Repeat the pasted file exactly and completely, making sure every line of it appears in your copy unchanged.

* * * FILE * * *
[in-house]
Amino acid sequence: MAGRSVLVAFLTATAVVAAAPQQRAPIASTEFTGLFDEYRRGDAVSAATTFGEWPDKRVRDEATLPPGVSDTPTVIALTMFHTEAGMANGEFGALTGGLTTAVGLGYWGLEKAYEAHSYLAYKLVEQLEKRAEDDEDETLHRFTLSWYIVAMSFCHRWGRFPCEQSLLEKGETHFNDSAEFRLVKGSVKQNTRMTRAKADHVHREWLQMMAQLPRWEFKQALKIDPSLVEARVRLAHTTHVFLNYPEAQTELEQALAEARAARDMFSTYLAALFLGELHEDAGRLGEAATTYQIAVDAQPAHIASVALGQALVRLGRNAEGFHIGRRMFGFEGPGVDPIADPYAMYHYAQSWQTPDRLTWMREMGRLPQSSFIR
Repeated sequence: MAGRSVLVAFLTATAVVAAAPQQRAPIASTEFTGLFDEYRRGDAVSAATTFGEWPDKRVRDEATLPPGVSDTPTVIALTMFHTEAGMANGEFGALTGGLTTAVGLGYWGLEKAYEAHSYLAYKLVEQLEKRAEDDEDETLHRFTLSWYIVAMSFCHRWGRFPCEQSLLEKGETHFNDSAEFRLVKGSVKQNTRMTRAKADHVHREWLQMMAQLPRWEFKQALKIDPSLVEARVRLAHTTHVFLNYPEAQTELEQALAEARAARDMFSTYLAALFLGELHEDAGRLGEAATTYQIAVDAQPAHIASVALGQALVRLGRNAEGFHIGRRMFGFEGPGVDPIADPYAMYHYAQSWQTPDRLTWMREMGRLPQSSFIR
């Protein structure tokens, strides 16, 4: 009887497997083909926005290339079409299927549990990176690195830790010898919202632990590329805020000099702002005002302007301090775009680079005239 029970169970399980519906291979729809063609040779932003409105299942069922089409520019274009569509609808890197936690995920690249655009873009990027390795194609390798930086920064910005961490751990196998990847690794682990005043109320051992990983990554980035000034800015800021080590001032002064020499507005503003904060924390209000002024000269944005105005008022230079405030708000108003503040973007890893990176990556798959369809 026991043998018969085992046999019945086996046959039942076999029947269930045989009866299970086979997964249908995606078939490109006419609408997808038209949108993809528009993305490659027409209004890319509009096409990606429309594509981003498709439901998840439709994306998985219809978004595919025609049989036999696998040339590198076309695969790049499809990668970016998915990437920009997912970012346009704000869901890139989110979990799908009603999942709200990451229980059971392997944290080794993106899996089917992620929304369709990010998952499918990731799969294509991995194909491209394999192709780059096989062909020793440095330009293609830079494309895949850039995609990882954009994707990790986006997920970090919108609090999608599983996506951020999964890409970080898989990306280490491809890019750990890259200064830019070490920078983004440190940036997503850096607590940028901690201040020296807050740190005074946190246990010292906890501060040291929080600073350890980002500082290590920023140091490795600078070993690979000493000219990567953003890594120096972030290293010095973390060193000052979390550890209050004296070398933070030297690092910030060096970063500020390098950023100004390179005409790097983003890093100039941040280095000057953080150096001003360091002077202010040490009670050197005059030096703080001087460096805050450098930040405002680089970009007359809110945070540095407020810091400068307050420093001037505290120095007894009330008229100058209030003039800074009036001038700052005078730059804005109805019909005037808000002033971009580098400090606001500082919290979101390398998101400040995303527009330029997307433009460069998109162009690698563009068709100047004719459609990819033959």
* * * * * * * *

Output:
[in-house]
Amino acid sequence: MAGRSVLVAFLTATAVVAAAPQQRAPIASTEFTGLFDEYRRGDAVSAATTFGEWPDKRVRDEATLPPGVSDTPTVIALTMFHTEAGMANGEFGALTGGLTTAVGLGYWGLEKAYEAHSYLAYKLVEQLEKRAEDDEDETLHRFTLSWYIVAMSFCHRWGRFPCEQSLLEKGETHFNDSAEFRLVKGSVKQNTRMTRAKADHVHREWLQMMAQLPRWEFKQALKIDPSLVEARVRLAHTTHVFLNYPEAQTELEQALAEARAARDMFSTYLAALFLGELHEDAGRLGEAATTYQIAVDAQPAHIASVALGQALVRLGRNAEGFHIGRRMFGFEGPGVDPIADPYAMYHYAQSWQTPDRLTWMREMGRLPQSSFIR
Repeated sequence: MAGRSVLVAFLTATAVVAAAPQQRAPIASTEFTGLFDEYRRGDAVSAATTFGEWPDKRVRDEATLPPGVSDTPTVIALTMFHTEAGMANGEFGALTGGLTTAVGLGYWGLEKAYEAHSYLAYKLVEQLEKRAEDDEDETLHRFTLSWYIVAMSFCHRWGRFPCEQSLLEKGETHFNDSAEFRLVKGSVKQNTRMTRAKADHVHREWLQMMAQLPRWEFKQALKIDPSLVEARVRLAHTTHVFLNYPEAQTELEQALAEARAARDMFSTYLAALFLGELHEDAGRLGEAATTYQIAVDAQPAHIASVALGQALVRLGRNAEGFHIGRRMFGFEGPGVDPIADPYAMYHYAQSWQTPDRLTWMREMGRLPQSSFIR
């Protein structure tokens, strides 16, 4: 009887497997083909926005290339079409299927549990990176690195830790010898919202632990590329805020000099702002005002302007301090775009680079005239 029970169970399980519906291979729809063609040779932003409105299942069922089409520019274009569509609808890197936690995920690249655009873009990027390795194609390798930086920064910005961490751990196998990847690794682990005043109320051992990983990554980035000034800015800021080590001032002064020499507005503003904060924390209000002024000269944005105005008022230079405030708000108003503040973007890893990176990556798959369809 026991043998018969085992046999019945086996046959039942076999029947269930045989009866299970086979997964249908995606078939490109006419609408997808038209949108993809528009993305490659027409209004890319509009096409990606429309594509981003498709439901998840439709994306998985219809978004595919025609049989036999696998040339590198076309695969790049499809990668970016998915990437920009997912970012346009704000869901890139989110979990799908009603999942709200990451229980059971392997944290080794993106899996089917992620929304369709990010998952499918990731799969294509991995194909491209394999192709780059096989062909020793440095330009293609830079494309895949850039995609990882954009994707990790986006997920970090919108609090999608599983996506951020999964890409970080898989990306280490491809890019750990890259200064830019070490920078983004440190940036997503850096607590940028901690201040020296807050740190005074946190246990010292906890501060040291929080600073350890980002500082290590920023140091490795600078070993690979000493000219990567953003890594120096972030290293010095973390060193000052979390550890209050004296070398933070030297690092910030060096970063500020390098950023100004390179005409790097983003890093100039941040280095000057953080150096001003360091002077202010040490009670050197005059030096703080001087460096805050450098930040405002680089970009007359809110945070540095407020810091400068307050420093001037505290120095007894009330008229100058209030003039800074009036001038700052005078730059804005109805019909005037808000002033971009580098400090606001500082919290979101390398998101400040995303527009330029997307433009460069998109162009690698563009068709100047004719459609990819033959």